Engage with industry

Industry engagement is increasingly important to future careers of HDR students, whether or not they intend to work in academia. Employers from all sectors report that researchers who apply for jobs have difficulty articulating the skills they have gained during their research degrees from the research itself (Edge & Munro, 2015; McGagh et al., 2016; Nous Group & Australian Technology Network of Universities, 2017). At the same time, demand for transferable skills like digital literacy and critical thinking has grown over recent years (Foundation for Young Australians, 2016) and employers are also reporting difficulties in finding employees that deliver the skills they need (Australian Workforce and Productivity Agency, 2012).

To be career-ready you will need to demonstrate that you have, and can put into practice, transferable skills such as:

  • Project management
  • Problem solving
  • Collaboration
  • Communication
  • Teamwork
  • Digital literacy
  • Critical thinking
  • Leadership - and many more

This section provides guidance on engaging with industry during your research degree, and on strategies to expand your networks and develop your skills so that you can be industry-ready when you graduate.

Training and workshops

Each semester, QUT's Graduate Research Education and Development (GRE+D) team host a number of events designed to help you engage with industry and innovation. All are specifically for HDR students and workshops are available in a number of modes, including online. Topics range from transdisciplinarity to entrepreneurship. Information about workshops and events is sent fortnightly to your student inbox in the GRE+D email alert.

e-Grad School is a virtual graduate school providing flexible, moderated, online modules to research students and is free to all QUT HDRs. Modules to help you engage with industry and innovation include research commercialisation, entrepreneurship, and public policy. Run over five weeks, these and other modules give you the chance to network with peers from universities around Australia while building your industry-engagement skills. Successful participants receive a certificate of completion. Like GRE+D training and events, information and registration for e-Grad School modules will appear in the GRE+D fortnightly email alerts, delivered to your student inbox.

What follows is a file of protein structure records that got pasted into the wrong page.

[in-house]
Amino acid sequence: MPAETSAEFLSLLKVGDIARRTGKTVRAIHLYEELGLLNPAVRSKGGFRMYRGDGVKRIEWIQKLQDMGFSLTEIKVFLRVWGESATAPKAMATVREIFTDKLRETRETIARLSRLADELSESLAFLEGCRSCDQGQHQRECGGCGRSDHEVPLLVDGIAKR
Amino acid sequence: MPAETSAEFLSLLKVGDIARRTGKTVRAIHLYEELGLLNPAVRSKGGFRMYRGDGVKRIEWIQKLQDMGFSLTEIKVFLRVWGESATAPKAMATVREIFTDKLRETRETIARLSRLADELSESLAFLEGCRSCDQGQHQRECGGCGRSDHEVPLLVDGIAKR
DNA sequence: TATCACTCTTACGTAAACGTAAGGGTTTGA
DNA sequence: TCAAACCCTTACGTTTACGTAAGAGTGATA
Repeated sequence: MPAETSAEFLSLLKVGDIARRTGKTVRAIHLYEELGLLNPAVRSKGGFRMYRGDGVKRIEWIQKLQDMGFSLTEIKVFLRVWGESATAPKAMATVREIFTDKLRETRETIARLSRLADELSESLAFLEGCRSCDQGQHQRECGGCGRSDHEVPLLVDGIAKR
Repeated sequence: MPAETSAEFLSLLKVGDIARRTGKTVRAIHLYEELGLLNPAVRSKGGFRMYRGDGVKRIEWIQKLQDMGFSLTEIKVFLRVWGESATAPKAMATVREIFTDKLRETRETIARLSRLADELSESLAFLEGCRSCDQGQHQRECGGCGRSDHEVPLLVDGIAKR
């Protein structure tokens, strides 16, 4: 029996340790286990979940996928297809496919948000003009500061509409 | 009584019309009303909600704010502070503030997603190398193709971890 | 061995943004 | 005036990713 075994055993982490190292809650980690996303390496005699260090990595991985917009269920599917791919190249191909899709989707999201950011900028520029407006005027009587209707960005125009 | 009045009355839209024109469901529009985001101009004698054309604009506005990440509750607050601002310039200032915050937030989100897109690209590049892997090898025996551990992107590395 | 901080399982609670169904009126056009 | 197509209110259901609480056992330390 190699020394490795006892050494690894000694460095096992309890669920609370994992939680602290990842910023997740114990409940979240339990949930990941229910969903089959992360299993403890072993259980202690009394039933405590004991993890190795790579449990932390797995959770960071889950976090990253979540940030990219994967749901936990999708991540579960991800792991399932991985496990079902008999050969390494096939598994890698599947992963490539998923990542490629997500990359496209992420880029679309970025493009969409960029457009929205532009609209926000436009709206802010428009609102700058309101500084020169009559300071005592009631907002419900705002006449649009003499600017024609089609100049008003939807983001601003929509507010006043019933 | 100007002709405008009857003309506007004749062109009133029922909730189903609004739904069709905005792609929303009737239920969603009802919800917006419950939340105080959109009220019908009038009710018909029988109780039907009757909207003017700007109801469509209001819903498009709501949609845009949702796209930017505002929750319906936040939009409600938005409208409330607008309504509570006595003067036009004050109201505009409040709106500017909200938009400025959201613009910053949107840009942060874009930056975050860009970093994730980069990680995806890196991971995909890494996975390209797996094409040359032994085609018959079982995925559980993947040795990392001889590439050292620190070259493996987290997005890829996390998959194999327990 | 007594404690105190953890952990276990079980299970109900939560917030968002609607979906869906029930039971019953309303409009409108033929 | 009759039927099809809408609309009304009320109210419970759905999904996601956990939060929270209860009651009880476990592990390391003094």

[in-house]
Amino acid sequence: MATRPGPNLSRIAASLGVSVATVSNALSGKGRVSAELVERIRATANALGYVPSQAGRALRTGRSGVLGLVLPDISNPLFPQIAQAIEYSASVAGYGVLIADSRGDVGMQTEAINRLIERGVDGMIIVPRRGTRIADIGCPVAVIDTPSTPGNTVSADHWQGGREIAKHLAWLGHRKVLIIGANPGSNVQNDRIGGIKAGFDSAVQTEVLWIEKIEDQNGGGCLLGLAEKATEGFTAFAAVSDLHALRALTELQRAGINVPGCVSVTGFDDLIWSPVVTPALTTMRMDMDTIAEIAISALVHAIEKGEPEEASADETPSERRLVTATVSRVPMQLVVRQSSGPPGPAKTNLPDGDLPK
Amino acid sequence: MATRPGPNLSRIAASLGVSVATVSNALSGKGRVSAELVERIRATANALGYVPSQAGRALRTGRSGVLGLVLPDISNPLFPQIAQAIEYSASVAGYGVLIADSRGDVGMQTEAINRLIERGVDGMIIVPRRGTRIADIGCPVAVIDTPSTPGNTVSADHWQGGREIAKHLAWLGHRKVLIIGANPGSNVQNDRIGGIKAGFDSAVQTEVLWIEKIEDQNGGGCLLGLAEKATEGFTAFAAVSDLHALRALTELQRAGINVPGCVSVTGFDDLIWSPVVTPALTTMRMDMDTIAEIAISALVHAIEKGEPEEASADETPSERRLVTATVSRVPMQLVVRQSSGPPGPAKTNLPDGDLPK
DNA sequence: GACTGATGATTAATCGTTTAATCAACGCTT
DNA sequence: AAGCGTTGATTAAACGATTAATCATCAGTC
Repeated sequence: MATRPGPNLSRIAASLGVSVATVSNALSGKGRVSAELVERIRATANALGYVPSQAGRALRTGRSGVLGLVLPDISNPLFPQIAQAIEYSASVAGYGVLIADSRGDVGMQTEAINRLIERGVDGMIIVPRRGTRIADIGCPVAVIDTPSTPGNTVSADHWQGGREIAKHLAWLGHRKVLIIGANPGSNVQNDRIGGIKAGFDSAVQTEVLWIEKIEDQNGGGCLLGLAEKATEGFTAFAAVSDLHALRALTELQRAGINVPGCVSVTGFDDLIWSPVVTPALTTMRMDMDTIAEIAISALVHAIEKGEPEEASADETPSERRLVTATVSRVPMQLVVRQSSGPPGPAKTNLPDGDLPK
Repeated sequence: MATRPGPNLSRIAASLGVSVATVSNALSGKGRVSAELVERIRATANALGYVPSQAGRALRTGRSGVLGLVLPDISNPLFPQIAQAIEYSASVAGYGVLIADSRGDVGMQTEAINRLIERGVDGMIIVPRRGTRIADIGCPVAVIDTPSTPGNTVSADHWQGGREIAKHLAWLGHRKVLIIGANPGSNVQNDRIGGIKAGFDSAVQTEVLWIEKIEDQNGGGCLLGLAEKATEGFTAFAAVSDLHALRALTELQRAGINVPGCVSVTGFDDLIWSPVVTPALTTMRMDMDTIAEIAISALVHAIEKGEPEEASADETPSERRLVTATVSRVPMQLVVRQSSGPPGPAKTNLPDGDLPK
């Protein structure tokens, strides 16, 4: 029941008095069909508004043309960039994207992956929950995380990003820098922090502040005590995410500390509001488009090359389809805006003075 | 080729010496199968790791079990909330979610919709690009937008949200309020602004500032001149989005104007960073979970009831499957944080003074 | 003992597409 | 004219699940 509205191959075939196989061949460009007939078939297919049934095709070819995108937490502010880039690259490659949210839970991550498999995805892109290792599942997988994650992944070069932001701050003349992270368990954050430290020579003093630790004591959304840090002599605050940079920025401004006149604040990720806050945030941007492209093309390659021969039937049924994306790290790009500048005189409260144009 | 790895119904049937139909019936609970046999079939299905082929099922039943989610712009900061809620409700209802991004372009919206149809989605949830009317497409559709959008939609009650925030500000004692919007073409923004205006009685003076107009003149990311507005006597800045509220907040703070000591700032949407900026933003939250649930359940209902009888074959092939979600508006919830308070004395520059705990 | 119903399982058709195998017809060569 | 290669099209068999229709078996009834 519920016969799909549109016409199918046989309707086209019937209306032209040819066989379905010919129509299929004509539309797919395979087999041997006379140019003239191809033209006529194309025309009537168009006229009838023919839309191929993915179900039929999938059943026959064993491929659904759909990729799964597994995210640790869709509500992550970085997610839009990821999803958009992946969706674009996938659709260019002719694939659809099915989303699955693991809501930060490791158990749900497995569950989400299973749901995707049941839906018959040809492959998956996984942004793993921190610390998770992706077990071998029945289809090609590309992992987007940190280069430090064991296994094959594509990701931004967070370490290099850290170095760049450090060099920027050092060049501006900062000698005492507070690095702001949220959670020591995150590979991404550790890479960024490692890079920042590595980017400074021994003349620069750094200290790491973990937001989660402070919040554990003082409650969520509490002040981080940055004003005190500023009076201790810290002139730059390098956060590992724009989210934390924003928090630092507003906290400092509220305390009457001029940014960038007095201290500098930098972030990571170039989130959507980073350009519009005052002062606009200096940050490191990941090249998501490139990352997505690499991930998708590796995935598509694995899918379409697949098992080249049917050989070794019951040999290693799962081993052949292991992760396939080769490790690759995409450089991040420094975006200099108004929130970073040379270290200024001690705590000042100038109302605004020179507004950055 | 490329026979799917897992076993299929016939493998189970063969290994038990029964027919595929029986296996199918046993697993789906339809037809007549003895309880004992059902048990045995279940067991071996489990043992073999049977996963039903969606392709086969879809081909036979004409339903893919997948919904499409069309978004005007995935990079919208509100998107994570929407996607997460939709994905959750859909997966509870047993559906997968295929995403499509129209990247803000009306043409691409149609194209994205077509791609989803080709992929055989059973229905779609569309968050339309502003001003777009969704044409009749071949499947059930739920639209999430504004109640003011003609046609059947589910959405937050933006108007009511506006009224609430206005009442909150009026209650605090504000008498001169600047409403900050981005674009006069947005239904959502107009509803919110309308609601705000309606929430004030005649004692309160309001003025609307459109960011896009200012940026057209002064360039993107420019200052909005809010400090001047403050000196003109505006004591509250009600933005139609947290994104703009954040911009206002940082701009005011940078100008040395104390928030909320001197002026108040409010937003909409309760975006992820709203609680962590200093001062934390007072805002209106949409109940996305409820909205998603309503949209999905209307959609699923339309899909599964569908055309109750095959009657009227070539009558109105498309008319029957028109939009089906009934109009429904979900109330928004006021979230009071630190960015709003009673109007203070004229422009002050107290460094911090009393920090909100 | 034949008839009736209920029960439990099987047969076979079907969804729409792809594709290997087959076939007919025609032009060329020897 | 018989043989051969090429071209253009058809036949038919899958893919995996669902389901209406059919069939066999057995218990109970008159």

Working with a mentor

Mentors can be incredibly helpful in introducing you to professional life, new research practices, and expanding your network. They also help break down barriers between academia and industry and can help you develop skills such as communication and leadership. Mentoring can take different forms, from informal chats with an experienced and trusted professional, to a formal arrangement such as those organised through IMNIS (The Industry Mentoring Network in STEM). GRE+D fortnightly email alerts promote networking opportunities at QUT as they arise.

QUT Internships

With a QUT internship you can put your skills to work on a funded project while under examination. You'll collaborate with industry and an academic mentor to develop a three-month project, which you'll work on when your thesis is being examined. Internships are open to both MPhil and PhD student, and domestic and international candidates, but places are limited. Register your interest or email hdr.intern@qut.edu.au for more information.

Industry engagement events

Each year, QUT runs a range of events designed to introduce HDR students to industry projects and partners. The GRE+D fortnightly email alert will keep you informed about upcoming events.

Further reading

Australian workforce and productivity agency. (2012). Australia's skills and workforce development needs. Retrieved from: https://docs.education.gov.au/system/files/doc/other/future-focus-australias-skills-and-workforce-development-needs-discussion-paper-2012.pdf

Edge, J., & Munro, D. (2015). Inside and outside the academy: Valuing and preparing PhDs for careers. Retrieved from: https://ucarecdn.com/630eb528-90d0-49c4-bfe9-5eacea7440b7/

Foundation for Young Australians. (2016). The new basics: Big data reveals the skills young people need for the New Work Order. Retrieved from: http://www.fya.org.au/wp-content/uploads/2016/04/The-New-Basics_Web_Final.pdf

McGagh, J., Marsh, H., Western, M., Thomas, P., Hastings, A., Mihailova, M., & Wenham, M. (2016). Review of Australia's research training system. Australian Council of Learned Academies: Melbourne, Australia.

Nous Group, & Australian Technology Network of Universities. (2017). Enhancing the Value of PhDs to Australian Industry: Report. Retrieved from: https://www.atn.edu.au/siteassets/publications/atn01-phd-report-web-single.pdf